Profit in the Details Waste not, want not

November 9, 2008 06:00 PM

Dan Little
Is it a bit of a stretch to improve waste management through better feed efficiency? Perhaps not.

What would be the cost of additional storage if your cows ate more feed and produced more manure? Even worse, what if they produced more manure without producing more milk? 

Quantity of feed. Let's compare two herds that are each producing 80 lb. of milk/cow/day. The first herd has a dry-matter efficiency (DME) of 1.6 lb. of milk per pound of dry matter (DM), while the second herd has a DME of only 1.4. Herd 1 needs to consume only 50 lb. of DM/day (80/1.6=50), but herd 2 eats more than 57 lb. of DM/day (80/1.4=57.1). That's a 14% increase in DM feed consumption for the same amount of milk!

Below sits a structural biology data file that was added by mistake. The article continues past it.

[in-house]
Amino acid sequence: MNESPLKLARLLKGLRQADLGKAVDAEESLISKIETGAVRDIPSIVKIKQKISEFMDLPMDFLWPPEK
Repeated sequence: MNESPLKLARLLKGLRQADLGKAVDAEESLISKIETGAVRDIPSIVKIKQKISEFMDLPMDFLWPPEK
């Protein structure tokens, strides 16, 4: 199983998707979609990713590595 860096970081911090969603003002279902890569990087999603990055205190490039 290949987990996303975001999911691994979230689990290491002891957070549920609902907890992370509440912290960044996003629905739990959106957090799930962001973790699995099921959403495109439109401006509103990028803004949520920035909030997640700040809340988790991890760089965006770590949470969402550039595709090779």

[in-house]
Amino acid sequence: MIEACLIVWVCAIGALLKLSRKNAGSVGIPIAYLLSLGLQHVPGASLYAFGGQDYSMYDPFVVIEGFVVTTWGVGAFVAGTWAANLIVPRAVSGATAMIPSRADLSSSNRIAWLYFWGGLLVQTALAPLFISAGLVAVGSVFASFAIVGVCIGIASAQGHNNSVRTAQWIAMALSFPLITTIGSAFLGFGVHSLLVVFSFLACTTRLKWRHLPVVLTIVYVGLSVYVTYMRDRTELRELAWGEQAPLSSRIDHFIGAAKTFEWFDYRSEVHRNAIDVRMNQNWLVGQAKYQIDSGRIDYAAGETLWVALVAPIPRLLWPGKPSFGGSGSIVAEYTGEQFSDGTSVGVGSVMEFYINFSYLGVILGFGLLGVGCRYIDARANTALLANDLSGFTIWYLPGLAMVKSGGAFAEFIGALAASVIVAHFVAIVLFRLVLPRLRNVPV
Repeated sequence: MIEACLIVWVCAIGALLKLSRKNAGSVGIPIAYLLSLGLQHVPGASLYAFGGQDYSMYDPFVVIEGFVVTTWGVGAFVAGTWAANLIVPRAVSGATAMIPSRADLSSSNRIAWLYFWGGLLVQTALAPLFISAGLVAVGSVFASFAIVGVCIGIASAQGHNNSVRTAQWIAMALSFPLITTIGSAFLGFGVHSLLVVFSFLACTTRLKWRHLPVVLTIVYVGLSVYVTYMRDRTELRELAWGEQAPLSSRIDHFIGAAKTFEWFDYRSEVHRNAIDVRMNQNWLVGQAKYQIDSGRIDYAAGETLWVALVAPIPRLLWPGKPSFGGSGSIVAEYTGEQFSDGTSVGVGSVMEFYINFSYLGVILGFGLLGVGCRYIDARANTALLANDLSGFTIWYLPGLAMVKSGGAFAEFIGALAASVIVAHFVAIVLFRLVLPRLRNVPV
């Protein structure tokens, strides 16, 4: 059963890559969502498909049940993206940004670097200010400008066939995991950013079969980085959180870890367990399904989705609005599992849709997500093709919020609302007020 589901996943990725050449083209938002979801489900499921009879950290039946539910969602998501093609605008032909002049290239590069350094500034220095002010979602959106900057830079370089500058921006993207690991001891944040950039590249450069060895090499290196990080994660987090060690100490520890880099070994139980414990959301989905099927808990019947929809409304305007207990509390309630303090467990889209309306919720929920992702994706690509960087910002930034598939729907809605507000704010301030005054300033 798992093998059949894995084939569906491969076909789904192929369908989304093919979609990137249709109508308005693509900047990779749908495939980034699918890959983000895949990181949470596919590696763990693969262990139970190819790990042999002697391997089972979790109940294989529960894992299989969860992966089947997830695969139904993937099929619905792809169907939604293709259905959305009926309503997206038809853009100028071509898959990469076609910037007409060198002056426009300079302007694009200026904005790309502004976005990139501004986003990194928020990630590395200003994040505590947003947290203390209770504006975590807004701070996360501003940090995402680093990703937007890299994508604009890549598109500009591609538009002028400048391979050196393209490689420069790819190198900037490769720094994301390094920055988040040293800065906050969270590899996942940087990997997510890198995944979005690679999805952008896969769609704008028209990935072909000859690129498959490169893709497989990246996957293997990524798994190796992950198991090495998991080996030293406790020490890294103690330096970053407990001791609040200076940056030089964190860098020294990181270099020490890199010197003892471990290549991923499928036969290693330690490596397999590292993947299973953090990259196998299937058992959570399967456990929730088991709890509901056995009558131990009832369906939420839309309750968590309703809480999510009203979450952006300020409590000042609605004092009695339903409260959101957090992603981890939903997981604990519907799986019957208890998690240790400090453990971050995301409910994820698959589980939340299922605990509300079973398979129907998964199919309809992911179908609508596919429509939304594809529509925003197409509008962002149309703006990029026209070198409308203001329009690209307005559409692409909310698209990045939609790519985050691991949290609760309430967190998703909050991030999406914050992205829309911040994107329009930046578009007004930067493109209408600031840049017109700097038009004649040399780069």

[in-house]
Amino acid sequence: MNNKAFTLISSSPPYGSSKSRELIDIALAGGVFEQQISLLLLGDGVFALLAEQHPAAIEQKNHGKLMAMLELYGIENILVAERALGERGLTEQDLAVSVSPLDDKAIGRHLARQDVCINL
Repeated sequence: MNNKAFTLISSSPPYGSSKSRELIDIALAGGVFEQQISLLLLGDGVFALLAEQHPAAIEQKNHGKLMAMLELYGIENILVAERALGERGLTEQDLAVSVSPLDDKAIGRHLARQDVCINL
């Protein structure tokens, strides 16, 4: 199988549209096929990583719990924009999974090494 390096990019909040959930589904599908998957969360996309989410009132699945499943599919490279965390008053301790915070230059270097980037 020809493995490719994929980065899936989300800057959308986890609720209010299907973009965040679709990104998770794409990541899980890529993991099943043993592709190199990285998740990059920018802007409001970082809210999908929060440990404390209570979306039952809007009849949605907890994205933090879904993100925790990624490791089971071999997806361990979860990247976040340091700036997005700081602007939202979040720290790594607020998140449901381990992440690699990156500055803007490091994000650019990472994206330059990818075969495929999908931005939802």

Since there are many factors that control the volume of manure produced per cow per day, we cannot assume a one-to-one relationship of increased intake to increased manure production. However, we can safely assume that the cow eating more feed will not produce less manure than the more efficient animal!  
Quality of feed. Common sense indicates poor-quality feeds tend to result in lower DME than high-quality feeds. Concentrating on highly digestible feeds will support increased feed efficiency while decreasing the need to overfill bunks due to sorting and feed refusal.
Feed nutrient content. There are many feeds that may lead to nutrient excesses in manure. Two common nutrients are phosphorus and sulfur. Overfeeding a poorly balanced diet simply adds to the problem of increased feed needed to produce milk, resulting in excess manure produced per pound of milk produced. 

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